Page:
Christians & Their Idols

26 01 2014

We can bear neither our vices nor their cure. — Livy

It is a difficult day and time to make disciples of Jesus the Messiah– especially in our churches. Entirely too many of our churches have bought into the beliefs and practices of the culture surrounding them. As a result, they look much like the Jerusalem in Solomon’s time: yes there is the Temple of the one, real God, but throughout the city are also temples and idols to a plethora of other “gods” and powers. Many of us Christians sitting in the pews of our sanctuaries (or the chairs of the auditoriums of our “worship centers”), do not have idols on our shelves, but we do have idols in our thinking and our doing. In other words, we (and I include myself in this) worship many of the same “gods” that our declining culture worships, but we haven’t yet awakened to the fact of it.

It’s odd that we don’t see the homage we pay to the deities of our time. For example, many of us would agree with Rabbi Jonathan Sack’s assessment that our culture

“…has already gone far down the road of abandoning the Judeo-Christian principles of the sanctity of life and the sacred covenant of marriage. Instead, it places its faith in a series of institutions, none of which can bear the weight of moral guidance: science, technology, the state, the market, and evolutionary biology. Science tells us what is, not what ought to be. Technology gives us power but cannot tell us how to use that power. The liberal democratic state, as a matter of principle, does not make moral judgments. The market gives us choices but does not tell us which choices to make. Evolutionary biology tells us why we have certain desires, but not which desires we should seek to satisfy and which not. (2013 Erasmus Lecture, FIRST THINGS, January, 2014)

And yet, how many of us bow at the altars of science, technology, government, consumerism, entertainment, and the rest? When someone is sick in your home, what is your first impulse? To pray or to reach for a bottle of pills? I am in NO way advocating that “true faith” avoids doctors and medicines– they are from God as well. I’m simply asking about our initial reaction? I can tell you mine: I wonder how many specialists will have to be seen, how many prescriptions; and I wonder if science will find a cure. I seem, mostly, only to come to prayer when the illness or condition appears to be beyond the reach of today’s science. Or how about the number of people you know who love Jesus and go to church but usually look to government to solve their problems and make life better? And how many Christians do you know who spend entirely too much time and money on the latest technology in order to have an optimal gaming or movie or sports watching experience (not to mention what we spend on phones & tablets!)?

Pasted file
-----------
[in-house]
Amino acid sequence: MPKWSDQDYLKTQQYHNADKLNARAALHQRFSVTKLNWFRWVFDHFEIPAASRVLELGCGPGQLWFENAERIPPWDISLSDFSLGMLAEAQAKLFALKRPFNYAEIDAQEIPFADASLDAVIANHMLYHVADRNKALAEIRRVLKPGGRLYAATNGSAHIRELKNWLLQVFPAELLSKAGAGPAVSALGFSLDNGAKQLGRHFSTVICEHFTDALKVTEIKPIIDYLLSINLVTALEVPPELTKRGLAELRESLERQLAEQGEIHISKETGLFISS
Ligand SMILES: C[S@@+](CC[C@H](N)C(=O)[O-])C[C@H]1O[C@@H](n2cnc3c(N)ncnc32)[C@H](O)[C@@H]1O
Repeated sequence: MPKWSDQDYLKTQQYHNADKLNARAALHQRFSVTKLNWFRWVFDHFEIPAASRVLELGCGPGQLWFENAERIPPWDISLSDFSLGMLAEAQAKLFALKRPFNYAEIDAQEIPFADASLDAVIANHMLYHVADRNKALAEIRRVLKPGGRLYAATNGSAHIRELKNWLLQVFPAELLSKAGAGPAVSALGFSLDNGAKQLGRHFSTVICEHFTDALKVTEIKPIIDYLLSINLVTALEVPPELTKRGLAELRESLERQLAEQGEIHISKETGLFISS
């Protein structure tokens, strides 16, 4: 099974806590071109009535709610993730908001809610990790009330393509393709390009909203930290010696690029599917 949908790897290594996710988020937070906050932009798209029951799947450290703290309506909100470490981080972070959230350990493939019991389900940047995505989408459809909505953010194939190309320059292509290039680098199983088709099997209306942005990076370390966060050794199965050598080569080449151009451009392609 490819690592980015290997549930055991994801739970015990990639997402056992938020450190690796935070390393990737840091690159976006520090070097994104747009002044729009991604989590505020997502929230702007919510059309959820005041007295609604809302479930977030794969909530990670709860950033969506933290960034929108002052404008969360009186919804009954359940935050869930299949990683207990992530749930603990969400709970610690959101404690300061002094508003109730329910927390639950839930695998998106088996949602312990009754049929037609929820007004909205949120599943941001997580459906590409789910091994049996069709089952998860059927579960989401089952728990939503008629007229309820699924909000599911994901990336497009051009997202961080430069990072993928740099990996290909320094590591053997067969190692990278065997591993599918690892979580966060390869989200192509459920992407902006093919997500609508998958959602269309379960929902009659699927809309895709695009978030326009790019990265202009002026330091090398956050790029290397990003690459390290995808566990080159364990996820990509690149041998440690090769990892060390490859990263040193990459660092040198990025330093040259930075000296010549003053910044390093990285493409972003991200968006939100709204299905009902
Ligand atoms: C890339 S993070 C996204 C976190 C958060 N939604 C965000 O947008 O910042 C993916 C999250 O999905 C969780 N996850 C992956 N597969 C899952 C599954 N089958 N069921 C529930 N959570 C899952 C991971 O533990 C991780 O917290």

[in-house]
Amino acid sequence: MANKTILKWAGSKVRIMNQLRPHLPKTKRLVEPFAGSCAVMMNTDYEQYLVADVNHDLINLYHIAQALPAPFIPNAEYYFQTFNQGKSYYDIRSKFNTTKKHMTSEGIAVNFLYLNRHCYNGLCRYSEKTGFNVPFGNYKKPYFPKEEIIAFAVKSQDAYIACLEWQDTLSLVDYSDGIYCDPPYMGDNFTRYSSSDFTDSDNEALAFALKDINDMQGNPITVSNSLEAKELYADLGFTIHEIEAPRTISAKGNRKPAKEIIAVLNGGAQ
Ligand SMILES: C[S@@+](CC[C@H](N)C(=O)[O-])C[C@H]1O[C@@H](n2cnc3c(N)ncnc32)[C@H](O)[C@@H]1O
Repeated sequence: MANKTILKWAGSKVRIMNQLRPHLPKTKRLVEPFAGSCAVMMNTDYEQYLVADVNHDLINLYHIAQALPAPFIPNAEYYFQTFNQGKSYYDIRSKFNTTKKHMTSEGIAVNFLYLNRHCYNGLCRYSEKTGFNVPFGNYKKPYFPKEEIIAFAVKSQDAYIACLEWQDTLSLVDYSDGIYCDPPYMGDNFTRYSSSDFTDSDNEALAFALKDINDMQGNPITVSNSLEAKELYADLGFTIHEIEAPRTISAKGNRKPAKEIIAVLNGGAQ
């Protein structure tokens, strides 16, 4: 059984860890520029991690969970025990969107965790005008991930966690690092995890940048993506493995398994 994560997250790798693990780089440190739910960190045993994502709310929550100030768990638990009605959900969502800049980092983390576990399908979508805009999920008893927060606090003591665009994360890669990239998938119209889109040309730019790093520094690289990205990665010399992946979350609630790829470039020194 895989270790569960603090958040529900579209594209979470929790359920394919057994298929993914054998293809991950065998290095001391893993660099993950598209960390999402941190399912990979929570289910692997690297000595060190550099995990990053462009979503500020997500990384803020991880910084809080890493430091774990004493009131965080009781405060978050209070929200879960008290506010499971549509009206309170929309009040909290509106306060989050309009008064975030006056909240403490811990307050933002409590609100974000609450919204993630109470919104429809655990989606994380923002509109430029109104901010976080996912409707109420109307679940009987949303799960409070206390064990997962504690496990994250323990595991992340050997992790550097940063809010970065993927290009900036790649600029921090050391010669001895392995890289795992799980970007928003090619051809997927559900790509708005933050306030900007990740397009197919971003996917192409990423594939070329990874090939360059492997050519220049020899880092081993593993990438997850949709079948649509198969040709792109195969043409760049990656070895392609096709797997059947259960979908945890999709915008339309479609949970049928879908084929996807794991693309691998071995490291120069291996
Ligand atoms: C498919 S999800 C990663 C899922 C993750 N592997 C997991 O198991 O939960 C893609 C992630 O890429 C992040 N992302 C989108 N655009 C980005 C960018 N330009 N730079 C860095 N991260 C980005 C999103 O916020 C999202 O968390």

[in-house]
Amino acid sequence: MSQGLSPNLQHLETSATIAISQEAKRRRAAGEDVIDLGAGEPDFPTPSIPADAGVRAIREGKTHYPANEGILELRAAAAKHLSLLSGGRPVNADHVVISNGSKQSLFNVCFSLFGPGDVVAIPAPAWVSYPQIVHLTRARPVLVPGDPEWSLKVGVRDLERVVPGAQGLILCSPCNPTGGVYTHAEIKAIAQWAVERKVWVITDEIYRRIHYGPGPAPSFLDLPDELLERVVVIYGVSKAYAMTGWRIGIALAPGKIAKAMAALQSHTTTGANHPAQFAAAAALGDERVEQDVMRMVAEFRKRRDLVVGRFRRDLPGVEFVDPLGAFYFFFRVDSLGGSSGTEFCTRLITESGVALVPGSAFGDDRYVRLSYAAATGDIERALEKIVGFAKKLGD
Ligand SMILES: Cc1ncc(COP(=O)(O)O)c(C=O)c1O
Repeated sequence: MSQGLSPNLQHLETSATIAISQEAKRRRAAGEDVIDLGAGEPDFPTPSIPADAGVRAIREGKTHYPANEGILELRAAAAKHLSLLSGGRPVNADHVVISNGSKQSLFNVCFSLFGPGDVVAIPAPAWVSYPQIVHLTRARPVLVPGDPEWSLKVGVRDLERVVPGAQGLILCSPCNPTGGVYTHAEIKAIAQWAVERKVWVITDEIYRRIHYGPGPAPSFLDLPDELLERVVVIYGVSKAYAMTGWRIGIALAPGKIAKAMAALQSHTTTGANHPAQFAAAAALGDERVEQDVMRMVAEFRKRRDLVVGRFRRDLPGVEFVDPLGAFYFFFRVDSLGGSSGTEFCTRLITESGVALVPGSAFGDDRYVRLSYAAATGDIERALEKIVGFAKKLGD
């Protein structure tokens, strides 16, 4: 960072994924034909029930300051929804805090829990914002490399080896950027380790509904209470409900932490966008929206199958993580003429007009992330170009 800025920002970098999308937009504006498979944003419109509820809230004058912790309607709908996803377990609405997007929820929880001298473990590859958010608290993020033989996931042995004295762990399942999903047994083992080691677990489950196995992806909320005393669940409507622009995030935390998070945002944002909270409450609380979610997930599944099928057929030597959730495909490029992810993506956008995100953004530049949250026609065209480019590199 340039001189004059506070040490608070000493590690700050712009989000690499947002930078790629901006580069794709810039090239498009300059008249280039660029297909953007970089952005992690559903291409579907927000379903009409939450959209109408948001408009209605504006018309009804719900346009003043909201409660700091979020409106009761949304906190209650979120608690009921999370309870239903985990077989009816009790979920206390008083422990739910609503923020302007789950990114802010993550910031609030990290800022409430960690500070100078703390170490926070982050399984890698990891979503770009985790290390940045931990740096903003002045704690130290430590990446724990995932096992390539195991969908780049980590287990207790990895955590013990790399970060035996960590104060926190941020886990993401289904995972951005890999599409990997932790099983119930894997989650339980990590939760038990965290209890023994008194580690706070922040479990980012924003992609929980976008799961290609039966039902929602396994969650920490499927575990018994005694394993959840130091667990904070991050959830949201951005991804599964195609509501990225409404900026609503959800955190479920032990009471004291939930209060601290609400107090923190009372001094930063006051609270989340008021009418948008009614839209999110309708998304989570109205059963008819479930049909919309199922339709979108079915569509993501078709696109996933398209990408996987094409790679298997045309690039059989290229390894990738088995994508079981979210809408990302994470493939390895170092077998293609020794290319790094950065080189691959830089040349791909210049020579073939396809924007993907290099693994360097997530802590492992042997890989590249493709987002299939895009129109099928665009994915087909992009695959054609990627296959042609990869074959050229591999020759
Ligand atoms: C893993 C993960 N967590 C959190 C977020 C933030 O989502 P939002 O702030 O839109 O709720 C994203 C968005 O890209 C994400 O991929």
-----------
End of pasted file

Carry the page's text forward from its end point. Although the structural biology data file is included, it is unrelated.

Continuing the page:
We look, I look, to these idols and expect them to fill me. And when they don’t I get frustrated, angry and depressed. These false “gods” cannot answer the deepest questions of our souls or heal our debilitating wounds. And we seem to have a love-hate relationship with them. We say, “I know I spend too much time and money on X & Y, and I need to be a better Christian, but I don’t want to be one of those religious freaks who is always reading the Bible, going to church, fasting and helping those in need! That’s just too much!” And so we find that we can bear neither our vices nor their cure.

The bottom line is that we will not feel fully ourselves by any of the following: the latest exercise program, the newest tech, the most up-to-date medical science, great sales at the mall, the election of “our guy” as the new president, eating the latest “super-foods”, or our team winning the championship. Equally true, we will not be who we were meant to be simply by singing the newest worship song, buying the hottest Christian book on spiritual health, or finding a “dynamic” church and preacher.

If we would be cured and made whole, we will, as C.S. Lewis puts it, have to “go in for the full treatment” from Jesus. He cannot be just another “idol” on our life’s list of things we enjoy and look to for happiness and fulfillment. We must allow him to be King of the Mountain of our lives, with all other idols lying broken and in disarray at the bottom of that same mountain.


How we accomplish this is a matter for another time. But it begins with recognizing the false “gods” we worship (even if we worship them in church!) and seeing them for what they are: used car salesmen who bait us with polished greatness, and switch us to a money sucking lemon. For that is what the demons do– these false “gods”. They promise us the moon, and leave us naked in the dark. It may be time to seek out and submit ourselves wholly to the Light, the One who is real and whose promises are true.

I am the light of the world. He who follows Me shall not walk in darkness, but have the light of life.

— Jesus of Nazareth (John 8:12)

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